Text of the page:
What do we want our learners to become?

On Saturday, Feb 9, 2013, I attended an excellent regional workshop sponsored by the Learning Spaces Collaboratory (formerly known as Project Kaleidoscope, or PKAL). Participants responded to four questions key to the focused and successful process of planning and assessing learning spaces:

  • What do we want our learners to become? 
  • What experiences make that ‘becoming’ happen? 
  • What spaces enable those experiences?
  • How do we know? 

Note that the first two questions need to be tackled before space planning begins.

The first question generated some spirited discussion, with inspiring results. Here are some sample posters:

 

image: what do we want our learners to become?
We want our learners to be…. ethical, intentional, respectful, self-aware, self-assessing, global citizens, and resilient global citizens, critical thinkers, collaborators, and creators of new knowledge.
image: what do we want our learners to become?
We want our learners to be….. critical consumers of content, contributors to a community, able practitioners, self aware and reflective, flexible and adaptable, fearless communicators and listeners, and ethical.

image: What do we want our learners to become?
We want our learners to be… focused, imaginative, able to ask questions about what they imagine, problem identifiers, able to know when they don’t know, ask for help, read non-verbal communications, successfully communicate( including nonverbal), agree to disagree, think about and practice sustainability, confident scientists, comfortable in ambiguity, unafraid of failure, aware of their surroundings (with global perspective), community builders, science literate citizens, socially responsible, successful collaborators.

image" What do we want our learners to become?

We want our learners to be…. creative, original, flexible, interdisciplinary, confident, risk takers, communicators, ethical, civic-minded, reasoners, aesthetic, thoughtful, curious, engaged, team players, leaders, participants, collaborative, affiliated.
image: What do we want our learners to be?
We want our learners to be…
risk taker + agility = creative
resourceful + confident = effective problem solver
inspired + empowered = contributor
communicator + diverse perspectives = integrator
all with a purpose — to serve the community.


Richard Lariviere, President of the University of Oregon

Richard Lariviere is President of the University of Oregon and a visible leader in the transformation of higher education in the 21st century. He has an unwavering commitment to public research universities as global knowledge engines that change lives and benefit society. His vision for academic excellence includes everyone, including undergraduates.

Earlier this week, President Lariviere was given notice that his contract won’t be renewed.  This is a travesty and the campus, alumni, and donor communities are rallying in protest. Within hours,  blogs were published, twitter feeds and hashtags launched, and a branding campaign designed by the  School of Journalism and Communication. The UO Senate started a petition that garnered over 4,000 signatures in its first two days. Teach-ins and marches are booked for next week.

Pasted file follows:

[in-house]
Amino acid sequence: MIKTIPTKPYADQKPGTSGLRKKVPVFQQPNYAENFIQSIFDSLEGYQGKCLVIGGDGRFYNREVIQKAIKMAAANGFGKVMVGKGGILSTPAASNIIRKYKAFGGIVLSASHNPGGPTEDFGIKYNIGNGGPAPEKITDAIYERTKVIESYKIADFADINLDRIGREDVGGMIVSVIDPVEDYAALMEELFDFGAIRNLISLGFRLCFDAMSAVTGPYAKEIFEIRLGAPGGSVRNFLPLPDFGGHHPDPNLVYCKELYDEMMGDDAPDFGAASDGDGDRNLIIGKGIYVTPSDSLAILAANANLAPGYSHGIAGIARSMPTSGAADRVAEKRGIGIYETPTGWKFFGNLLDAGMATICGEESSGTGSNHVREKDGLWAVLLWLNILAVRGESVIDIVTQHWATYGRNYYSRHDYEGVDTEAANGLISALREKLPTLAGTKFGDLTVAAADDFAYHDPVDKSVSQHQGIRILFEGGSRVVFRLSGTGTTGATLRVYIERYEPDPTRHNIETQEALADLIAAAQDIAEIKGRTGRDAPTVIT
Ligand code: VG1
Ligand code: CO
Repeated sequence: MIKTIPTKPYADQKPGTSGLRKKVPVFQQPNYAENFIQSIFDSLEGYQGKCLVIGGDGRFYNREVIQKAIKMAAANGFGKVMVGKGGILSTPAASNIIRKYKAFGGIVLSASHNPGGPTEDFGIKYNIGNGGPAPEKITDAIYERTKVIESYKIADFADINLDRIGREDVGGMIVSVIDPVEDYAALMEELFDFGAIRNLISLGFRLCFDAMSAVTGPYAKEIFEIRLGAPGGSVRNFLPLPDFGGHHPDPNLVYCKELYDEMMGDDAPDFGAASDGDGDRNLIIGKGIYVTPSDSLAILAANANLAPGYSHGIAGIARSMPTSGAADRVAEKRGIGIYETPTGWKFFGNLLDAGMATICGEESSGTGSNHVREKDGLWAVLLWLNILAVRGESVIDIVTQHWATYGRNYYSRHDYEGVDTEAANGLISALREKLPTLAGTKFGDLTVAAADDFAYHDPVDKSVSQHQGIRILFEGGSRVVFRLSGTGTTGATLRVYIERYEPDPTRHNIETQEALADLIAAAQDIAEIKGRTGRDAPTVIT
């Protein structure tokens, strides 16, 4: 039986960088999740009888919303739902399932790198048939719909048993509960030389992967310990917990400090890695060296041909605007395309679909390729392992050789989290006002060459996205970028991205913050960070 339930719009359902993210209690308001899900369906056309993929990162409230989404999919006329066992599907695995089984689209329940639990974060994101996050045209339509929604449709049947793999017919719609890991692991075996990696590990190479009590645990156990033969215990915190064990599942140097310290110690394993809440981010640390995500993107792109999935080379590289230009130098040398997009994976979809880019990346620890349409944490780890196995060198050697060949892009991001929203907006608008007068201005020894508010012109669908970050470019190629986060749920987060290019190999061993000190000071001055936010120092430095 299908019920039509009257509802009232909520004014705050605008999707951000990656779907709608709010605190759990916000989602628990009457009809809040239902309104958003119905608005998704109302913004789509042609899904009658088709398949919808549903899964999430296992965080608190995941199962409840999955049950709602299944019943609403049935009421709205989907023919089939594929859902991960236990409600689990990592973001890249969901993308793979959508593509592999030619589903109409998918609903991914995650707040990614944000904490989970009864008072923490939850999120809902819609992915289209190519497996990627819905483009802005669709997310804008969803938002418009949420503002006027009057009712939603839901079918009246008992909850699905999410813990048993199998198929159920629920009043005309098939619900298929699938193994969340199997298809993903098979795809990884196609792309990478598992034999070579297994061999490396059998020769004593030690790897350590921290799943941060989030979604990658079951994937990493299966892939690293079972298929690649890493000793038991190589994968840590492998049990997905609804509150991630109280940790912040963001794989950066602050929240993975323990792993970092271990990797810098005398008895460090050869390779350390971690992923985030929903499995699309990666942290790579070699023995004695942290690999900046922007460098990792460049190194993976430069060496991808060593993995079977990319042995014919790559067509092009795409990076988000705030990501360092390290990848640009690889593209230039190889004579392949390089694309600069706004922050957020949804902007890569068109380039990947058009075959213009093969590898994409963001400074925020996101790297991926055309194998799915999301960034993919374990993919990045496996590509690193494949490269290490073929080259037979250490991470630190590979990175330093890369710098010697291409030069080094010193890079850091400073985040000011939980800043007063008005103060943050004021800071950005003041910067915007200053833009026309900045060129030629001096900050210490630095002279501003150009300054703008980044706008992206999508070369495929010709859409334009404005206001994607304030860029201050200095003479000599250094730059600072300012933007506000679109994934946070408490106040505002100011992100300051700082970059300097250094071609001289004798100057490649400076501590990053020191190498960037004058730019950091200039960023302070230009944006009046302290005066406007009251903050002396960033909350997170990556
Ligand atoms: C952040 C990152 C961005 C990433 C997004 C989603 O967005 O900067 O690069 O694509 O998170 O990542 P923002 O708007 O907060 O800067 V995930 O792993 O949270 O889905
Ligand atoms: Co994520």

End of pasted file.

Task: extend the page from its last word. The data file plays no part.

My message to the Governor, Chancellor, and OUS Board is pasted below. Please consider sending a message of your own.

:::::::::::::::::::::::::::::::::::::::::

Subject: Lariviere decision
Date: Wed, 23 Nov 2011 17:10:09 -0800

Dear Governor Kitzhaber, Chancellor Pernsteiner, and members of the OUS
Board:

I am writing to express my deep disappointment and concern with your
decision to end Richard Lariviere’s contract as President of the
University of Oregon.

Higher education is in a period of profound and disruptive change.
During the next decade, public institutions like ours face further state
disinvestment, societal expectations for higher quality and lower cost,
demands for accountability, and competitive threats from for-profit and
online enterprises.

Richard Lariviere is exactly the kind of president we need to survive
and thrive through this period. He has the essential leadership
qualities of vision, creativity, passion, inspiration, and courage in
full measure. He is a powerful advocate for the life-changing impact of
higher education, research, and scholarship on individuals, communities,
and society. What some of you may not know is that he also has an
exceptional understanding of the strategic importance of networked
information and communication technologies in the 21st century research
and education environment.

Richard Lariviere is a role model for higher education leaders
everywhere. Instead of letting him go, the Board should recognize his
transformational leadership and celebrate his success. For the sake of
the UO, the OUS system, the people of the state, and the larger
enterprise of public higher education, please reconsider this decision.

Sincerely,

Andrew Bonamici

An Aristocracy of Brains?

As the next installment from the plus ça change, plus c’est la même chose department, here is an interesting excerpt from an article in Old Oregon, Vol. V, No. 3 (December, 1922). The author, Colin V. Dyment, was professor of journalism, Dean of the College of Literature, Science, and the Arts, a member of the inaugural University Library Committee (1921), and coach of the men’s soccer team.

How does this compare to current conversations about selectivity in admissions, state expectations of public universities, elitism (real or perceived), and academic standards?

Rebooting the Past… FIG readers  take note —  this issue of Old Oregon also includes an essay by Lucile Saunders, “Glimpses of the Southern Continent.”

Apologies for the screenshot (jpeg image) — please let me know if you need the text transcribed.

excerpt from Old Oregon, December 1922
excerpt from Old Oregon, December 1922